Center Content: 

Sagebrush Focal Area Proposed Withdrawal

The BLM and Forest Service greater sage-grouse land use plans approved in 2015 recommended that the Secretary of the Interior safeguard the most important habitat for the bird by withdrawing them from the Mining Law of 1872, subject to valid existing rights.  These lands, covering about 10 million acres of federal lands, within Sagebrush Focal Areas (SFA) were identified by the U.S. Fish and Wildlife Service as strongholds vital to the GRSG’s persistence as a species.   They are located in Idaho, Montana, Nevada, Oregon, Utah, and Wyoming .  

You can review a fact sheet about the proposal here.

Proposed Withdrawal and Temporary Segregation

The Department of the Interior published notice of the agencies’ application for withdrawal on September 24, 2015, beginning what is known as a segregation of the lands that lasts for two years.  This segregation, which lasts up to two years until the Secretary decides whether to make the withdrawal, prohibits the location and entry of new mining claims in the designated areas.   The proposed withdrawal would affect most metallic mineral deposits, industrial minerals and uncommon varieties of stone.  The withdrawal would not affect mineral leasing, such as for oil or gas, or mineral material sales.  “Mining Claims and Sites on Federal Land” offers more information on this topic.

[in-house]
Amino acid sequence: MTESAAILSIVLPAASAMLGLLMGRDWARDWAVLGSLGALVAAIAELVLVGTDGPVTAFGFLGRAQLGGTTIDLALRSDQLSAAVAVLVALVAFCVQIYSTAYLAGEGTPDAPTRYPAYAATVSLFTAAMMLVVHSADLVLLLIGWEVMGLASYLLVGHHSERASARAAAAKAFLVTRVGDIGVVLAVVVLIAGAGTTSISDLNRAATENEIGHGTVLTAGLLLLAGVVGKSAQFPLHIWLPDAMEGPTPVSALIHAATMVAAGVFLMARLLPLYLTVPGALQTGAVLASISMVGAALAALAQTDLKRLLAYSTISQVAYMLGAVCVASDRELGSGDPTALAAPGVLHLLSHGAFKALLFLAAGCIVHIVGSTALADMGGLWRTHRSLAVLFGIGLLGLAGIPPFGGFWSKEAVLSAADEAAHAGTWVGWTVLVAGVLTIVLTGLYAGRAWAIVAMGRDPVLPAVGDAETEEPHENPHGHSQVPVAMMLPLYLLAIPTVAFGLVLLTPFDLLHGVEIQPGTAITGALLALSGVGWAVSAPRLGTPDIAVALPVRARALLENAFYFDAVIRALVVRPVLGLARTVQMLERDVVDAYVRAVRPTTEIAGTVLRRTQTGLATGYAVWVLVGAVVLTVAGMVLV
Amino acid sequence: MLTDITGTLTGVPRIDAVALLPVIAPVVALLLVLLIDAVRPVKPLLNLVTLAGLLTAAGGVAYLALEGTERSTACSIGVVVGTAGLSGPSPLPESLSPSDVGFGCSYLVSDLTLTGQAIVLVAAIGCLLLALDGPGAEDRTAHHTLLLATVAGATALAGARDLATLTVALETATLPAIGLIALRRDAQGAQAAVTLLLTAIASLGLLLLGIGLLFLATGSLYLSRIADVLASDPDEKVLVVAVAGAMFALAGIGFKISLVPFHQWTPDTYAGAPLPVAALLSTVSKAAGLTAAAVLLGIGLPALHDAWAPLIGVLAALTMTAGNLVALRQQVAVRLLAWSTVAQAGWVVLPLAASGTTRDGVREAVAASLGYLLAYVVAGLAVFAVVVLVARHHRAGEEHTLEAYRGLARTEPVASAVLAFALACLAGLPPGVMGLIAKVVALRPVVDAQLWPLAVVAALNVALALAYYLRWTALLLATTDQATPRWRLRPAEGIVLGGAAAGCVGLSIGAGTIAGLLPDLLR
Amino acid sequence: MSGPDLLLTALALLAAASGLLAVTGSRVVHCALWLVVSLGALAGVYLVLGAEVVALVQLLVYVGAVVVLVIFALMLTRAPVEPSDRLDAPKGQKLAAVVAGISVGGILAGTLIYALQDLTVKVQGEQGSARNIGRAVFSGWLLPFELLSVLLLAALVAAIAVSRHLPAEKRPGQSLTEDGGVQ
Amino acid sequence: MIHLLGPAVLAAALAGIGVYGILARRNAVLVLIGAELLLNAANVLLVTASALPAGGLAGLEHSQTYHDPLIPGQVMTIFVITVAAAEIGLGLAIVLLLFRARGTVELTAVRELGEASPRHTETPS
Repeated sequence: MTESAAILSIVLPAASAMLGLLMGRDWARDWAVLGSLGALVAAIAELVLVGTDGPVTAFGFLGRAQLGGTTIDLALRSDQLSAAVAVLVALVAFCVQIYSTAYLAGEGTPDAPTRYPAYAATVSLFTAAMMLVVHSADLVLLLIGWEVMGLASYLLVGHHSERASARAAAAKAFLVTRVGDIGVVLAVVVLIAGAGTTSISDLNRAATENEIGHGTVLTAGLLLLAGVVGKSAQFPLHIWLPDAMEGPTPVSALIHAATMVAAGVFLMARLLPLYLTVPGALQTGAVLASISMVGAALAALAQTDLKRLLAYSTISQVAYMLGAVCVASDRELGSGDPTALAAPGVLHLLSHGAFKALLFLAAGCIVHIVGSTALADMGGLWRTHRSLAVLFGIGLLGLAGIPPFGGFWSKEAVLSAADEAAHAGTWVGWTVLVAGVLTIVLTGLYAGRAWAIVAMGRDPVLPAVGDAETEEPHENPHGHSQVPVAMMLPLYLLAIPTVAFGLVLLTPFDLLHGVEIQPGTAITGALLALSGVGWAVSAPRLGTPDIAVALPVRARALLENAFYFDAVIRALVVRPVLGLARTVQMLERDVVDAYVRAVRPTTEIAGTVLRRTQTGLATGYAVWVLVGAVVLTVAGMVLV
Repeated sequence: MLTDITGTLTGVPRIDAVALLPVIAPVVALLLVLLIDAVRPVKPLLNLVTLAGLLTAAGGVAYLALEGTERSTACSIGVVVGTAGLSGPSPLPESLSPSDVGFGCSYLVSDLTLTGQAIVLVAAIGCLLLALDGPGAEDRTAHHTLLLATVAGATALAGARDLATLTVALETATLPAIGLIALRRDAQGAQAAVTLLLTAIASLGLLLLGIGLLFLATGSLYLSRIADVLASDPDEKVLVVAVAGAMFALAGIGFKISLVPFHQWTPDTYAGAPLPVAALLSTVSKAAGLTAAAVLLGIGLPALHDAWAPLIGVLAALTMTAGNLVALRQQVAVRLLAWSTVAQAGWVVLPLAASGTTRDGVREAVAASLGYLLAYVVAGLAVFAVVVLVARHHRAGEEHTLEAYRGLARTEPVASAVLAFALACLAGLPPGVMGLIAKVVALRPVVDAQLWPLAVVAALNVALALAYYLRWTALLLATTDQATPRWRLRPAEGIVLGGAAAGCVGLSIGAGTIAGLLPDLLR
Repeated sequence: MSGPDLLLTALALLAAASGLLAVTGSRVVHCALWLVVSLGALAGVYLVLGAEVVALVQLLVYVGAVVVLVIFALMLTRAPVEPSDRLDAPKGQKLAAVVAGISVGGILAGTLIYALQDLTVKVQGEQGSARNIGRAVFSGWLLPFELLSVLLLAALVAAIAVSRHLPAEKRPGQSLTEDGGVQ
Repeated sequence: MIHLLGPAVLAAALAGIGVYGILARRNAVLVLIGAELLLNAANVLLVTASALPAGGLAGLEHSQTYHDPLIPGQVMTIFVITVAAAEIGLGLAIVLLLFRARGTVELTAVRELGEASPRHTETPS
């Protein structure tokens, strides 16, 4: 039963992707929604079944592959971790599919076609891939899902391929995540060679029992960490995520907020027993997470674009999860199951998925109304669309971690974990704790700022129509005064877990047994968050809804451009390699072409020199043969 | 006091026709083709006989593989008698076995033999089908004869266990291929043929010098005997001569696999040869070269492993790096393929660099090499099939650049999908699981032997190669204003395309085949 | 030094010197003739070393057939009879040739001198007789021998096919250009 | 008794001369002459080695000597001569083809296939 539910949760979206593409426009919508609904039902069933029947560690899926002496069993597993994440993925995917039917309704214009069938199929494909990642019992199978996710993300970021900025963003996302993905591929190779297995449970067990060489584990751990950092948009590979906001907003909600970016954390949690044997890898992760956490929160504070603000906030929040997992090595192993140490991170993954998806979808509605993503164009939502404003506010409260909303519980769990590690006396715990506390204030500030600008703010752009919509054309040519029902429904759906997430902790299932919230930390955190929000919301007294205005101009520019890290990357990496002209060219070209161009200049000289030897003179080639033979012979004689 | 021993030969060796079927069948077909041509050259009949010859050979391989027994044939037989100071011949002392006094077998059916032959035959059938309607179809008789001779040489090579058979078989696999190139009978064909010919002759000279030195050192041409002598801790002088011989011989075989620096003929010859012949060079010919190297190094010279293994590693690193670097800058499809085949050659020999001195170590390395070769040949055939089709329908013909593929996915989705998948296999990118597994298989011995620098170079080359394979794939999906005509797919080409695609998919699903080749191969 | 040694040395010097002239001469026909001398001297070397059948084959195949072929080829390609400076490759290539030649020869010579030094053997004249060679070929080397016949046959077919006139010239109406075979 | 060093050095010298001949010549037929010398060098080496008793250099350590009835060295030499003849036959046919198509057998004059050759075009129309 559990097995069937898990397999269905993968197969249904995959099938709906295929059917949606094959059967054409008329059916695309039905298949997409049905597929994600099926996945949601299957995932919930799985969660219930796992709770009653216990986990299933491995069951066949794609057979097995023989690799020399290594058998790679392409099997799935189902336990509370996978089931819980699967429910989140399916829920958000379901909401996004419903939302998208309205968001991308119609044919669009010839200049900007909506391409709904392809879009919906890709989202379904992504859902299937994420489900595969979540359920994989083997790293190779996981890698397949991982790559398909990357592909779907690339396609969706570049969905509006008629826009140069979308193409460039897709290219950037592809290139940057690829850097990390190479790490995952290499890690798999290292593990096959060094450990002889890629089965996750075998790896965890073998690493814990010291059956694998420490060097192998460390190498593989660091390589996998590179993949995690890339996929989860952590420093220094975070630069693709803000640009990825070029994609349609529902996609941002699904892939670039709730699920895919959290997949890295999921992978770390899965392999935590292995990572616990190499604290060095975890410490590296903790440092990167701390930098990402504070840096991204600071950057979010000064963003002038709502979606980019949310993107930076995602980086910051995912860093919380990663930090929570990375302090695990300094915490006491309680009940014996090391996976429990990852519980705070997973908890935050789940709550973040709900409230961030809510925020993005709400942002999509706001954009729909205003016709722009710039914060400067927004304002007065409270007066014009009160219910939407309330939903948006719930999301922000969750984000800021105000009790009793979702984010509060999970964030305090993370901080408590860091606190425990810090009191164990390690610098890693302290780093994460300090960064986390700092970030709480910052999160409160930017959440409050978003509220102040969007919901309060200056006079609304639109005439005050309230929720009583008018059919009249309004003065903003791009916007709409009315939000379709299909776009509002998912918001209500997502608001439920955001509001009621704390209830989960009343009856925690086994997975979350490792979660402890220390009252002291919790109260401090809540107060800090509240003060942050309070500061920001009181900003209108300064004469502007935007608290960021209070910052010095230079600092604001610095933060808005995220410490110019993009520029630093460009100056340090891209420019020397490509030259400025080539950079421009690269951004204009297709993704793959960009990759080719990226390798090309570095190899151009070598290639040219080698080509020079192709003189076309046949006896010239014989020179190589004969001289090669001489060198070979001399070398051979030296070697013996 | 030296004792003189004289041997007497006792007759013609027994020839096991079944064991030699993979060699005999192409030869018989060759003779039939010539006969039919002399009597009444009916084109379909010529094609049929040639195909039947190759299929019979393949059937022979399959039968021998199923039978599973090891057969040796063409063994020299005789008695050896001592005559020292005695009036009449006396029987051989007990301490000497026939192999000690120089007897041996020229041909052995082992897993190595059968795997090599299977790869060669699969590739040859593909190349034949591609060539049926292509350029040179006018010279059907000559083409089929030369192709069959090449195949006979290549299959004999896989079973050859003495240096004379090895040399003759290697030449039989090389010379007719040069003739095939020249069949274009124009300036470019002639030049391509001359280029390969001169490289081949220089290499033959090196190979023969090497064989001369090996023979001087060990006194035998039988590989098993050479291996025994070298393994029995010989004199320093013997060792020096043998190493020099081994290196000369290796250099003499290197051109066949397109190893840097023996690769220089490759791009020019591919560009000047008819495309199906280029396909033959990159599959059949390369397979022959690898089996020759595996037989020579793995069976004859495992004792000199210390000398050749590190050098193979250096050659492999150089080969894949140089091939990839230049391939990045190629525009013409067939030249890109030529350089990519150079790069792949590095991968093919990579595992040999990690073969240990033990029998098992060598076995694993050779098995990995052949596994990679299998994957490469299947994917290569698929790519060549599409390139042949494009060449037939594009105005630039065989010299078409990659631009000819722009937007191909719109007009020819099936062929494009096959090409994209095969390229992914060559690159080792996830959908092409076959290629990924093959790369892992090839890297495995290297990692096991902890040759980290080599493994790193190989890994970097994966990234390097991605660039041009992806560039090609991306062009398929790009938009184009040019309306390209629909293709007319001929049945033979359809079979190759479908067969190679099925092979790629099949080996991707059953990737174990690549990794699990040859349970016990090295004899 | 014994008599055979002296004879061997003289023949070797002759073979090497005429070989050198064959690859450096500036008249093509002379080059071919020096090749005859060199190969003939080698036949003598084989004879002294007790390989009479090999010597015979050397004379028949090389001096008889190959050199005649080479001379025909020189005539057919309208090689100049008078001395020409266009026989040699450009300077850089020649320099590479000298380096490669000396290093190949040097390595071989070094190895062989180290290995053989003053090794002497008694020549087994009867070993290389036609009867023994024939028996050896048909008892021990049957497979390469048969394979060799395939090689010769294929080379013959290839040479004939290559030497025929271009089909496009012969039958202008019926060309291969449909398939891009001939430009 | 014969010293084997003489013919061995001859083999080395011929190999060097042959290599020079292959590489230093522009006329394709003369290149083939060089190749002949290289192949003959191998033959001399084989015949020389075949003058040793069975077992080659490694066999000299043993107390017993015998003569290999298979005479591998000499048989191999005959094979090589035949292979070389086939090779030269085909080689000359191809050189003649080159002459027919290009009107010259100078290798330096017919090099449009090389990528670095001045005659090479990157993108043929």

Neither the segregation nor the proposed withdrawal, if approved, prohibits any other authorized uses on these lands, such as grazing, recreation, OHV use, or development of leasable solid minerals, mineral materials, oil and gas, or geothermal resources.

Draft Environmental Impact Statement

Final Environmental Impact Statement

Based on the comments to the Draft EIS from our cooperators and the public, we will prepare a Final EIS and a Record of Decision (ROD) implementing that statement.  When the Final EIS and ROD are completed they will be available here.


If, after completing the analysis and associated public participation process, the Secretary decides to approve the withdrawal, it could be put in place for a maximum of 20 years.  The withdrawal would not prohibit ongoing or future mining exploration or extraction operations on valid pre-existing claims.  Neither the segregation nor the proposed withdrawal would prohibit any other authorized uses on these lands.